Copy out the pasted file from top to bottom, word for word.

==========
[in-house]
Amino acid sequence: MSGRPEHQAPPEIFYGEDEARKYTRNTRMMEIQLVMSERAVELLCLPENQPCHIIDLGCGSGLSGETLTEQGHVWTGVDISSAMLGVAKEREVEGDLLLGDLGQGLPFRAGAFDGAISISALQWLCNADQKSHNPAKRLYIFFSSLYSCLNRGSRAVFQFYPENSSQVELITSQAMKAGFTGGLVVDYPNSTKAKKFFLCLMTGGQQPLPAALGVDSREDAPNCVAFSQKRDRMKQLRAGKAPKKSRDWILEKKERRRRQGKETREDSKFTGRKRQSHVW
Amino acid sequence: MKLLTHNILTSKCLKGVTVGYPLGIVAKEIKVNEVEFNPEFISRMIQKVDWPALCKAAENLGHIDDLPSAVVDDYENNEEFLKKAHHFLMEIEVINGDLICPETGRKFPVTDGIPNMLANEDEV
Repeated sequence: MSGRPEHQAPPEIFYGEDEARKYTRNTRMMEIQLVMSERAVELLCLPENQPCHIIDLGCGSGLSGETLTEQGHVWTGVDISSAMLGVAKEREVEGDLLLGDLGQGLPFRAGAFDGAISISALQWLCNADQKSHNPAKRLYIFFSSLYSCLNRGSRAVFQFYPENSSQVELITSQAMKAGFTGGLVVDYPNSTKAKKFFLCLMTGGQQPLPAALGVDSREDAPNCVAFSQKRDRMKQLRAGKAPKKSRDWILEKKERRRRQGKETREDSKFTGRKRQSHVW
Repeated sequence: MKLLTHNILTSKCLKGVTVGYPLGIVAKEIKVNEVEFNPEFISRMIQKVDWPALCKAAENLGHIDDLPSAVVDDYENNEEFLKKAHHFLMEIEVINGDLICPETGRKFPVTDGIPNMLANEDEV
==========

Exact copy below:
[in-house]
Amino acid sequence: MSGRPEHQAPPEIFYGEDEARKYTRNTRMMEIQLVMSERAVELLCLPENQPCHIIDLGCGSGLSGETLTEQGHVWTGVDISSAMLGVAKEREVEGDLLLGDLGQGLPFRAGAFDGAISISALQWLCNADQKSHNPAKRLYIFFSSLYSCLNRGSRAVFQFYPENSSQVELITSQAMKAGFTGGLVVDYPNSTKAKKFFLCLMTGGQQPLPAALGVDSREDAPNCVAFSQKRDRMKQLRAGKAPKKSRDWILEKKERRRRQGKETREDSKFTGRKRQSHVW
Amino acid sequence: MKLLTHNILTSKCLKGVTVGYPLGIVAKEIKVNEVEFNPEFISRMIQKVDWPALCKAAENLGHIDDLPSAVVDDYENNEEFLKKAHHFLMEIEVINGDLICPETGRKFPVTDGIPNMLANEDEV
Repeated sequence: MSGRPEHQAPPEIFYGEDEARKYTRNTRMMEIQLVMSERAVELLCLPENQPCHIIDLGCGSGLSGETLTEQGHVWTGVDISSAMLGVAKEREVEGDLLLGDLGQGLPFRAGAFDGAISISALQWLCNADQKSHNPAKRLYIFFSSLYSCLNRGSRAVFQFYPENSSQVELITSQAMKAGFTGGLVVDYPNSTKAKKFFLCLMTGGQQPLPAALGVDSREDAPNCVAFSQKRDRMKQLRAGKAPKKSRDWILEKKERRRRQGKETREDSKFTGRKRQSHVW
Repeated sequence: MKLLTHNILTSKCLKGVTVGYPLGIVAKEIKVNEVEFNPEFISRMIQKVDWPALCKAAENLGHIDDLPSAVVDDYENNEEFLKKAHHFLMEIEVINGDLICPETGRKFPVTDGIPNMLANEDEV